Students receive prestigious awards to study abroad in Panama, Singapore

University of Delaware undergraduates Julian Jackson and Richard Egan have begun their first global experiences thanks to the Benjamin A. Gilman International Scholarship Program.

The Gilman Scholarship program, funded by the U.S. Department of State’s Bureau of Educational and Cultural Affairs, awards competitive grants to students from underrepresented backgrounds to pursue academic studies or credit-bearing, career-oriented internships abroad.

Jackson, a senior mass communication major and McNair Scholar, is currently studying abroad on a Winter Session program in Panama, where he is completing the final courses needed to graduate this spring with a minor in Spanish, in addition to two others in black American studies and journalism.

“The first reason I chose to study abroad was because it would allow me to graduate on time,” Jackson said. Second, he said, was his ability to complete Spanish coursework while immersed in the language and culture of Latin America. “I got off the plane and I just had to adapt. A big takeaway will be the conversational skills I gain.”

Richard Egan, an Honors senior chemical and bimolecular engineering major, will travel to the National University of Singapore for a semester of study thanks to the Gilman Scholarship Program.

Egan, an Honors student who traveled to the National University of Singapore (NUS) for study this spring semester on an exchange through an institutional partnership between NUS and UD’s Department of Chemical and Biomolecular Engineering, also hopes the experience will set him up with the practical skills needed to navigate his future. During his time abroad, Egan will not only enroll in required engineering courses, but will also branch out to study Thai.

“After graduation, I hope to pursue research on sustainable palm oil production,” said the senior engineering student. “This is the perfect opportunity to begin studying the language I’ll need to delve into the socioeconomic, environmental and political facets of the industry.”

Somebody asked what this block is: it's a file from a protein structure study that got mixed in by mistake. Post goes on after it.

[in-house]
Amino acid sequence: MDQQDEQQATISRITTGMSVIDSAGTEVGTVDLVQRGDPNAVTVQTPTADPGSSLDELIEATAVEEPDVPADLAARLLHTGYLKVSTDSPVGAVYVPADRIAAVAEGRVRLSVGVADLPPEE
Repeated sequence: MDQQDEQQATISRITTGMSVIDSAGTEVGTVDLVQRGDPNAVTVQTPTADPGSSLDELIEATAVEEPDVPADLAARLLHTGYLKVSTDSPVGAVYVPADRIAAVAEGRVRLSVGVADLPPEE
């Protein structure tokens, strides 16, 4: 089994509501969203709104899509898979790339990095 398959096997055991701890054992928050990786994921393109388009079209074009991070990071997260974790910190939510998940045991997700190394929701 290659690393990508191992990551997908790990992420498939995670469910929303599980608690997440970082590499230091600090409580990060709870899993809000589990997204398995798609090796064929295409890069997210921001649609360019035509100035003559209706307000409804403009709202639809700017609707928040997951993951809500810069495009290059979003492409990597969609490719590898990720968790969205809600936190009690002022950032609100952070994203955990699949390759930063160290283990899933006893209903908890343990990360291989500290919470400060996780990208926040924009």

Both are looking forward to discovering the culture of their host destinations. For Jackson, the program will provide an opportunity to explore African heritage around the world. “I want to know what it is like to be Afro-Latino in Panama,” he said.

A unique element of the Gilman Program, each will return from their study abroad program to complete a follow-on service project, encouraging others to take the leap of faith and apply for a Gilman Scholarship, too.

“I heard about the Gilman Scholarship through friends who were older than me and had also received an award. I communicated with them throughout the entire application process,” said Jackson. “So, I plan to shoot, edit and produce a video of my experiences in Panama. I will present to students who I most identify with, other young, black students.”

Jackson plans to organize gatherings at the Center for Black Culture and to make himself available for guidance at the Institute for Global Studies.

Egan hopes to reach students through presenting to UD’s Greek Life fraternities and to establish mentoring for first generation students who would like guidance on the journey to studying abroad.

According to the Institute for International Education’s Open Doors data, during the 2014-15 Academic Year, approximately 33 percent of study abroad participants nationwide were male. A much smaller number, just 5.6 percent, identified as African American.

“A lot of times, students find themselves during the summer or winter sessions with nothing to do. I want others to know that this is an amazing opportunity and that study abroad is feasible if you just look for the resources,” said Jackson.

Undergraduate Pell Grant recipients accepted to UD summer 2017 or fall 2017 study abroad programs have until March 7 to submit an application for the Benjamin A. Gilman International Scholarship Program. Those interested in applying are encouraged to contact study abroad coordinator Marie Gleason.

About the Institute for Global Studies

The Institute for Global Studies was created in 2009 to enhance the international dimensions of teaching, research and outreach at the University of Delaware. IGS provides leadership and support for programs and experiences that contribute to the education of informed, skilled, open-minded citizens of the world.

Best known for coordinating the University’s study abroad program, IGS also awards scholarships and grants to faculty and students for a number of global opportunities, and administers internationally-recognized State Department-sponsored programs such as the UD Fulbright Initiative, Middle East Partnership Initiative (MEPI) Student Leaders Institute, Mandela Washington Fellowship Program for Young African Leaders, and most recently the Study of the U.S. Institutes for Student Leaders on Women’s Leadership (SUSI-WL) program.

IGS sponsors such signature events as Global Month each fall and country-specific celebrations each spring.

IGS collaborates with other global partners on campus, including the Office for International Students and Scholars, the Confucius Institute and the Center for Global and Area Studies. In addition, IGS partners with Enrollment Management to coordinate the UD World Scholars Program.

For more information, visit the IGS website or follow along the IGS Global Blog@UDGlobal on Instagram and Twitter.

BiomedicalGilman Awardees Take Flight